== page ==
According to Google, a lot of Android devices have security vulnerabilities and manufacturers have failed to patch that vulnerability.
Google has exposed a number of security vulnerabilities in phones using Mali GPUs, such as those with an Exynos SoC. The search giant’s Project Zero team has found the source of the problem. GPU producer ARM would be responsible and would have been pointed out in the summer.
The chip manufacturer immediately addressed the problem, but… smartphone manufacturers (including Samsung, Xiaomi, Oppo and Google itself) only started rolling out patches this week. That means that a lot of smartphones were vulnerable in the meantime, Project Zero reports.
Android vulnerable to hackers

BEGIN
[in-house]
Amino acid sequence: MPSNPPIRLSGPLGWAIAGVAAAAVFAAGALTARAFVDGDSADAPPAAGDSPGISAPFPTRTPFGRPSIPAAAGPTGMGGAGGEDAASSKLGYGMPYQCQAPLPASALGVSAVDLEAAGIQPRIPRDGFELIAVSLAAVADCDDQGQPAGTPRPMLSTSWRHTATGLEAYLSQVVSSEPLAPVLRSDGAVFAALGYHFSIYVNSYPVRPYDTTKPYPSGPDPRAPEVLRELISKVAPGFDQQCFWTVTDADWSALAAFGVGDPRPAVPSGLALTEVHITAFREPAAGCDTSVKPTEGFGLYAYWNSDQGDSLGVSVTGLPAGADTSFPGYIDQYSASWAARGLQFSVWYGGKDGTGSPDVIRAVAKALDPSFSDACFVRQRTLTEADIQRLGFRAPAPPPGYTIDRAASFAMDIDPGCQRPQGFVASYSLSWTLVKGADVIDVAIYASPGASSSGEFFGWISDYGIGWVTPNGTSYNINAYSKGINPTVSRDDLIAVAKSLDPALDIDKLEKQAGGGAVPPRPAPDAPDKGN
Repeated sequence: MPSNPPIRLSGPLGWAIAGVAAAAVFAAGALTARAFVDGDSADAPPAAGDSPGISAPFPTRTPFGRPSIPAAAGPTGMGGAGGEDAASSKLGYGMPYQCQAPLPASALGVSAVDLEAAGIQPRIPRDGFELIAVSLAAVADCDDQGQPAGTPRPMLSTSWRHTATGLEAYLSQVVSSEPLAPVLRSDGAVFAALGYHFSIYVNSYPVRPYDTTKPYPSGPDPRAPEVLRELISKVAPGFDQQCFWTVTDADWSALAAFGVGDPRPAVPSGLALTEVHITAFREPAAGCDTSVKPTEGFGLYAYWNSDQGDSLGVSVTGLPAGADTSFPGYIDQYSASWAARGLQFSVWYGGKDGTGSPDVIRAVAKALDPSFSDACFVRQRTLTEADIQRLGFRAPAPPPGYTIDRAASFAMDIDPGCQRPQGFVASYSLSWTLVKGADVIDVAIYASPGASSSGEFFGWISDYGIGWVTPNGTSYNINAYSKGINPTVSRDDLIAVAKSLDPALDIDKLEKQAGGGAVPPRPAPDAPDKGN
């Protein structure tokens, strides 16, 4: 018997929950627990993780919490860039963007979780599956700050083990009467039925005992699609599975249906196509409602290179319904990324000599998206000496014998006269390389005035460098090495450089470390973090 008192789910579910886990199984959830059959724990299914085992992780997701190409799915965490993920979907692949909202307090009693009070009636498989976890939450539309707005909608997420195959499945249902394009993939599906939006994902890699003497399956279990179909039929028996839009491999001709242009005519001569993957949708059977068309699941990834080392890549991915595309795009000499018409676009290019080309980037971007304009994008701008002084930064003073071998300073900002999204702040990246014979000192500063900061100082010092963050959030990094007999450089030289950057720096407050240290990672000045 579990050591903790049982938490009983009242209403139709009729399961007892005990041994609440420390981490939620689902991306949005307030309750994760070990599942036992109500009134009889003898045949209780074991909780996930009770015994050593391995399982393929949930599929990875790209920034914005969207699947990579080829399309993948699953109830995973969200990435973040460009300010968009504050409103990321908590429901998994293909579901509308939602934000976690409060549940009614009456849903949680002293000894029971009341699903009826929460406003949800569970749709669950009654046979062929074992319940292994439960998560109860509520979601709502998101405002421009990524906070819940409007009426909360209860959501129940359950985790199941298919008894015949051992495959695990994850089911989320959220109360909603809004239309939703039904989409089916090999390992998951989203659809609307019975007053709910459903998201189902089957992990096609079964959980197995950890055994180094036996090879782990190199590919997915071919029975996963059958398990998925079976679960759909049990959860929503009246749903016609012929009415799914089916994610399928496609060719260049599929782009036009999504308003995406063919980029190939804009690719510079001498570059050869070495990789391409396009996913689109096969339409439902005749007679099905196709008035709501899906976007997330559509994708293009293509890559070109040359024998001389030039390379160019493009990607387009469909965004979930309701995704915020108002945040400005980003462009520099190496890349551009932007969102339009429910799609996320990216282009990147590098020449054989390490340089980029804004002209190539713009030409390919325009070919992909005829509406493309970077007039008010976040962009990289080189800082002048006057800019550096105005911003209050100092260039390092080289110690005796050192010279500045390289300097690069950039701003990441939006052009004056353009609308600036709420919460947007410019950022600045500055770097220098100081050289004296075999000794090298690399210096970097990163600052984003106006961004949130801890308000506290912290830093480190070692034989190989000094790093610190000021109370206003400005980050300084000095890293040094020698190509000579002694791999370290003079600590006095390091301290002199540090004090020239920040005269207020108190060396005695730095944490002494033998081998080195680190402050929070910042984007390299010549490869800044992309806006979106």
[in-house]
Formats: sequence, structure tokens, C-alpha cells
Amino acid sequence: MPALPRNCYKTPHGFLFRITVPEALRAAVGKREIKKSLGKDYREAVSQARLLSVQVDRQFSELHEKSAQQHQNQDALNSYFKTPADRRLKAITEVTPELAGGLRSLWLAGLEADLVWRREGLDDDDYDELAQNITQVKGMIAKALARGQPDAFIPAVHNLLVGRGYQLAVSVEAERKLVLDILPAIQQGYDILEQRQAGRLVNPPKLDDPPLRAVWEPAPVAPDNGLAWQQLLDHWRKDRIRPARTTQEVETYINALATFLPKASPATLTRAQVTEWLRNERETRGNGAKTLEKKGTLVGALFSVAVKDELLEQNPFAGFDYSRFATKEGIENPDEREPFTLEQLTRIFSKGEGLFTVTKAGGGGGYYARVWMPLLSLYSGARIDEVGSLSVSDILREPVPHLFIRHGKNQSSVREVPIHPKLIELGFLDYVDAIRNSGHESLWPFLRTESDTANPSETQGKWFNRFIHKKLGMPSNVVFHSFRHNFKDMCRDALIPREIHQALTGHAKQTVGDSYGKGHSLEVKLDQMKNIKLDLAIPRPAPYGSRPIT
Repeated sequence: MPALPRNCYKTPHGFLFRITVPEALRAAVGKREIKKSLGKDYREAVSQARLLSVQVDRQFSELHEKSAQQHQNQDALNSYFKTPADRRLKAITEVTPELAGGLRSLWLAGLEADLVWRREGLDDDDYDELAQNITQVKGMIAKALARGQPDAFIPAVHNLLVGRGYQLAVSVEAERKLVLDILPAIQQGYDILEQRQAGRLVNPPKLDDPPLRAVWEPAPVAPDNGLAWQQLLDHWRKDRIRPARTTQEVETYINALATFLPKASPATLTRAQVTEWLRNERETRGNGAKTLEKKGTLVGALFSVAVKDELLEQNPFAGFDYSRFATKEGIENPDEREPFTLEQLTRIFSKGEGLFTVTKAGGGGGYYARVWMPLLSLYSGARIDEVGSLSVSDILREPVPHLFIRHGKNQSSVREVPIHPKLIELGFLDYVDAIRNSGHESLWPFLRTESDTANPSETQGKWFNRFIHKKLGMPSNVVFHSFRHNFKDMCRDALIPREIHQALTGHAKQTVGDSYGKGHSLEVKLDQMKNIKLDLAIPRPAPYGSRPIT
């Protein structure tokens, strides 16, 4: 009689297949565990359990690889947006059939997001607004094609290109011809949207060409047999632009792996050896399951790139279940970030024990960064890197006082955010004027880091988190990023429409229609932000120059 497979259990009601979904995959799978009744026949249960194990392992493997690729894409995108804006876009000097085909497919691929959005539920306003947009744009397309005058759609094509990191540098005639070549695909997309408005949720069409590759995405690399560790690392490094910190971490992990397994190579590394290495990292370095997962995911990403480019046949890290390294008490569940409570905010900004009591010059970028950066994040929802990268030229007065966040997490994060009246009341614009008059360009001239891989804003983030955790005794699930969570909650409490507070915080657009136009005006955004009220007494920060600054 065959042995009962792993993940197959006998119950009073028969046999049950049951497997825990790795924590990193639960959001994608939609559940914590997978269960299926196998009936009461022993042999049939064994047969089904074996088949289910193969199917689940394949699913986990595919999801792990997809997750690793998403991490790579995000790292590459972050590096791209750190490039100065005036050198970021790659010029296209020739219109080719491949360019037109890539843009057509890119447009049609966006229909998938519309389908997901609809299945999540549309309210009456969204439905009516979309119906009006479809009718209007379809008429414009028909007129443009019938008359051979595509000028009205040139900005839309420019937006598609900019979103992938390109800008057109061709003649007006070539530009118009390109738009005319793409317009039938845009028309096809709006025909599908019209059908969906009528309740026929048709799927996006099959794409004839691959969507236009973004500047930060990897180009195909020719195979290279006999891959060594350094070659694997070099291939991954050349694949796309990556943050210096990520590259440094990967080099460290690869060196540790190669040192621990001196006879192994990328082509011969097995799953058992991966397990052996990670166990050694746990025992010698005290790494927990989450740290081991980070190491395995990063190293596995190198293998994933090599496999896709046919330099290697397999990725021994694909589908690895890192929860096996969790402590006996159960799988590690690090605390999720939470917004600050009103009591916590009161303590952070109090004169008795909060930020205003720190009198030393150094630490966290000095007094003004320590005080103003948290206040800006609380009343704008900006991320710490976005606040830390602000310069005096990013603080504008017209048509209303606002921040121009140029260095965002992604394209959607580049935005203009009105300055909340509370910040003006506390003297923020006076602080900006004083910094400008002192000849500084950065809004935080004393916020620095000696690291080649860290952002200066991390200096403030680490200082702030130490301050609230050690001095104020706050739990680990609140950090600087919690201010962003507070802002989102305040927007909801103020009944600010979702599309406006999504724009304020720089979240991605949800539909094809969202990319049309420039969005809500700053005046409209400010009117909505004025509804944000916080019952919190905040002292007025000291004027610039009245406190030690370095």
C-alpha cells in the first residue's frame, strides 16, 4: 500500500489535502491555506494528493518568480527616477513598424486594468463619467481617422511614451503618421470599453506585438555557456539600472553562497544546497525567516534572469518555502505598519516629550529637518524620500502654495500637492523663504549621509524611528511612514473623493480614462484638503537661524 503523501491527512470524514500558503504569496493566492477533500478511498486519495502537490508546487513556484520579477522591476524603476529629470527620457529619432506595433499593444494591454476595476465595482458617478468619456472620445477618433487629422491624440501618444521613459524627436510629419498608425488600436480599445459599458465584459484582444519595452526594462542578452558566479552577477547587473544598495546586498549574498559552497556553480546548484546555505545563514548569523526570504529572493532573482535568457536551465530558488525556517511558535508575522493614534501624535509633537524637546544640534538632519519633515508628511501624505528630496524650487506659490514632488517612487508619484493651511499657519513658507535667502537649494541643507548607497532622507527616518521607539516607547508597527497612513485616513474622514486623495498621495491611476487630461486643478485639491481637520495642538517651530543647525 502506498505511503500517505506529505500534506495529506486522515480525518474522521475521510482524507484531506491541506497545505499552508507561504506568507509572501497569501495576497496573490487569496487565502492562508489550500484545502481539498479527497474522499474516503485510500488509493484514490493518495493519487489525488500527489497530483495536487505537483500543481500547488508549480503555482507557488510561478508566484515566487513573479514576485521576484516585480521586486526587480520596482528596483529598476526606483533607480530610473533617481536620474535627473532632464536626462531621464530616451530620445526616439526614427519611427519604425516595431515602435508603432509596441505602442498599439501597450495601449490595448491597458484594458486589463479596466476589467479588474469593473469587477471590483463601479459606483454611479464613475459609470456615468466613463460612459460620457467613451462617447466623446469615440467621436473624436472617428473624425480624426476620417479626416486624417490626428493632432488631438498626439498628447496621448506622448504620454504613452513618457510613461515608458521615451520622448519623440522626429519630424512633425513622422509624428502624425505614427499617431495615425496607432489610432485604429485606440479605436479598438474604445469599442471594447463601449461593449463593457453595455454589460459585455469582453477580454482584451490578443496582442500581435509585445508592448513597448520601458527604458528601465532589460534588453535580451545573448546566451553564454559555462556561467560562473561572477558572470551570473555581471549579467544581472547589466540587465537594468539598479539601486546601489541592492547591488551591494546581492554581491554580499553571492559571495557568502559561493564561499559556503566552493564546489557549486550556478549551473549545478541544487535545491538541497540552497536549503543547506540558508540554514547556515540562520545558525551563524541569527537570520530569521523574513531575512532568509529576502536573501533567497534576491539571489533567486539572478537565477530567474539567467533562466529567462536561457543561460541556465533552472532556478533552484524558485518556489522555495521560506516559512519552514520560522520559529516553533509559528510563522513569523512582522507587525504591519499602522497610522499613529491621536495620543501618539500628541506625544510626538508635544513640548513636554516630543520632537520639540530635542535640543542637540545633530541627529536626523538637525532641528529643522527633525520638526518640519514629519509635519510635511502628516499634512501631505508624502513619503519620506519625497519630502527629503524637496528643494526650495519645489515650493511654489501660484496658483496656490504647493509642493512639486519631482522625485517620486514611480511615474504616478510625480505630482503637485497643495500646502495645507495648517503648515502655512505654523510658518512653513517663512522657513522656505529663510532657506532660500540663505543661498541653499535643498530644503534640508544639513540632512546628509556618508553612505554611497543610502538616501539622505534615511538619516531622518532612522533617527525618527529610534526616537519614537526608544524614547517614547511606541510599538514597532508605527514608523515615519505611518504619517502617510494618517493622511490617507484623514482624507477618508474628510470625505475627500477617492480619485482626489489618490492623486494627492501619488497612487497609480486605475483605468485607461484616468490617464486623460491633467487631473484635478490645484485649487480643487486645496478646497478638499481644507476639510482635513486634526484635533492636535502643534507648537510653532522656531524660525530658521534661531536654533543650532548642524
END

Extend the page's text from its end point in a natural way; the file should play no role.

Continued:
The researchers at Google were able to detect five major problems in June and July and worked with ARM to solve them. “One of the issues resulted in corrupted kernel memory. Another issue pushed physical memory addresses to userspace, and the remaining three issues involved a physical page use-after-free condition,” Project Zero engineer Ian Beer wrote in a blog post. “These issues would allow a hacker to continue reading and overwriting physical pages even after they returned to the system,” the technical explanation reads.
According to Beer, a hacker could just gain full access to an Android system by bypassing the permissions and thus “gaining broad access to user data”. The attacker could do that by forcing the kernel to reuse the physical pages mentioned above as page tables.
Smartphone manufacturers reacted too late
Subsequently, Project Zero had to determine that Android devices were still vulnerable, even though ARM had already solved the problems three months earlier. It is difficult to say which manufacturers have since released a patch that covers this problem. But, if you have a Snapdragon chip in your device, then you’re already safe.